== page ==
“This is a real rock show, but there’s not a lot of bootie shaking,” a playful Trevor Dickson (a strong proponent of bootie shaking, clearly) announced midway through the group’s set. The frontman, looking very much like Tacoma’s answer to Angus Young, serenaded a lucky birthday boy before jumping into the rest of the set.

A lot of The Nightgown’s songs sound like gems from a time in music history long past. Sing Something is the first release from these boys under the new name, though I was thrilled to hear an array of songs from The Elephants’ back catalogue sprinkled in their set, including the bouncy “Oh Tina.” This band poses some truly epic moments, most notably on the song “Cosmic Clancy,” a track that hearkens back to New Order sensibilities and tops things with off cryptic vocals. Though occasionally undecipherable, Dickson’s lyrics are insightful and poetic — a truly charming aspect of this band’s aesthetic.

It’s a wonder to me that The Nightgowns haven’t blown up as much as they have. I highly recommend the new album and you can catch them at The Tractor Tavern on August 7 with Seattle pop darlings Boat. - 90.3 KEXP Seattle

"Second Stage: The Nightgowns"

Tacoma, Wash. doesn't have the reputation for music that its neighbors Seattle and, further south, Portland have. But Tacoma is getting a little more attention this year for a group called The Nightgowns. The four-piece band released it's full-length debut earlier this summer and have since been touring and getting some airplay, including a featured spot on NPR member station KEXP. The Nightgowns' new CD, Sing Something, is a nice mix of mostly uplifting, if occasionally moody, electro-pop gems. The band's music is heavily influenced by '80s pop sounds, but lack the heavy handed production. Analog drum machines and synths anchor the songs, but the melodies are more intricate and the mix more finessed. There are a number of standout tracks on Sing Something, but "Buoy" is the one I keep going back to: - NPR (National Public Radio)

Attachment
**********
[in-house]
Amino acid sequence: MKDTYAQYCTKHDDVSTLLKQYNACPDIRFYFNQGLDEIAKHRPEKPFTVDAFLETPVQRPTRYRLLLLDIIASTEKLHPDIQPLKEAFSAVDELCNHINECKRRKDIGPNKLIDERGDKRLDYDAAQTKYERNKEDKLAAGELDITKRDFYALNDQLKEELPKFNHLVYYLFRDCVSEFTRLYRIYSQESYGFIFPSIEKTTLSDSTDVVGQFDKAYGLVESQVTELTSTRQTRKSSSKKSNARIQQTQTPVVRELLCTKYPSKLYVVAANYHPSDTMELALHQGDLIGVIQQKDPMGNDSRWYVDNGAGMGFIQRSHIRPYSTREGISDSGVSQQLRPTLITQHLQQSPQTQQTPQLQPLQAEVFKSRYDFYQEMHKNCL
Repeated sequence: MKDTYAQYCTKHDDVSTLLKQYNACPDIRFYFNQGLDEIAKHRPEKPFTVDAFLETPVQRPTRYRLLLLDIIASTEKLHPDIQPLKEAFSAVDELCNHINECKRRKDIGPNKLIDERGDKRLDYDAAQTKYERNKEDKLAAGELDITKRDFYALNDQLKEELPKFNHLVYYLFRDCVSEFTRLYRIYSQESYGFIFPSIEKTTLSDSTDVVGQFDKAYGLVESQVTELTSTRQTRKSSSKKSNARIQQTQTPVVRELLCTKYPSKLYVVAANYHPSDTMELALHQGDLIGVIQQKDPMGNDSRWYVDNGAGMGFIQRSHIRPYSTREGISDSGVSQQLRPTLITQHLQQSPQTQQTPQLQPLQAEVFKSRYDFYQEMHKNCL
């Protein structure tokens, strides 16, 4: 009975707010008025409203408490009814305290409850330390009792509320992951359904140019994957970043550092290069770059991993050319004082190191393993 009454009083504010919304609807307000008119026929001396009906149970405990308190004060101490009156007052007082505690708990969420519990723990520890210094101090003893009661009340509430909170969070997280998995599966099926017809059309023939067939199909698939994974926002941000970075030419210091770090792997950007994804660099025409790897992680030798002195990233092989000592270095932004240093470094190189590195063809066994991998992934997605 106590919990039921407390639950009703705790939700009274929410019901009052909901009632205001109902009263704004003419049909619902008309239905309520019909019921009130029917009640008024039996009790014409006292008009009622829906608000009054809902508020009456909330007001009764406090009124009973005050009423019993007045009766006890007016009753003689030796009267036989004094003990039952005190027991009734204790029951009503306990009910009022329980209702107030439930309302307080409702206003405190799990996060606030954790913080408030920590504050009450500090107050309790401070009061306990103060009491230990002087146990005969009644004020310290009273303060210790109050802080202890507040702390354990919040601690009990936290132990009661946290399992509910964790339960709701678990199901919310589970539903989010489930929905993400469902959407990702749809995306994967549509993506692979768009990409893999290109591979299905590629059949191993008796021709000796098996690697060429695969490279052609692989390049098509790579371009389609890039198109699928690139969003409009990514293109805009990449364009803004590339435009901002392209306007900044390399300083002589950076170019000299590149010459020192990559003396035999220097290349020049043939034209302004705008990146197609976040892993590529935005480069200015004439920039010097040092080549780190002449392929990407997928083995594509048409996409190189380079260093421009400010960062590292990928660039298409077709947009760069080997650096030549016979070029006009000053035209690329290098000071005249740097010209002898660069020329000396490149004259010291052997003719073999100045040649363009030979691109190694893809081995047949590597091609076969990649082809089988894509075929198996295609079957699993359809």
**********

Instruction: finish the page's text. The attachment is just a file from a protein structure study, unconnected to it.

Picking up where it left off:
Sing Something (2009)



The Nightgowns are a 4-piece pop group from Tacoma, WA, originally founded in 2005 as "The Elephants" by Trevor Dickson, Cody Jones, and Jason Freet. Infamous for their unpredictable and engaging live shows; their antics and memorable songs quickly made their hometown performances packed events, and won them a loyal following in Seattle and throughout the rest of the NW as well. With the departure of Freet in '06 the remaining members added drummer BJ Robertson and multi-instrumentalist Kyle Brunette and continued to perform, write, and record new material. Eventually the sound and songs evolved to the point of necessitating a name change, and The Nightgowns were officially born. Their debut album 'Sing Something' was released in May '09. The sound represented a shift from their previous formula which saw different songwriters in the group tampering with styles from airy synth pop to raw 60’s rock, now coming together in bigger bolder “2 and 3 chord contemplative drones- fleshed out into lyrical pop gems..”
Upon it's release 'Sing Something' raised a stir throughout the music blog community, became a dj favorite at Seattle's 90.3 KEXP, and went on to receive considerable airplay at college and internet radio stations across the country and in europe. A west coast tour served to further increase their fanbase and exposure, winning them favorable press in local papers along the way. The Nightgowns have performed with the likes of Frank Black, Figurines, The Divorce, White Rabbits, Asobi Seksu, and many others.
The Nightgowns are currently hard at work on an EP slated for release in winter 2010/2011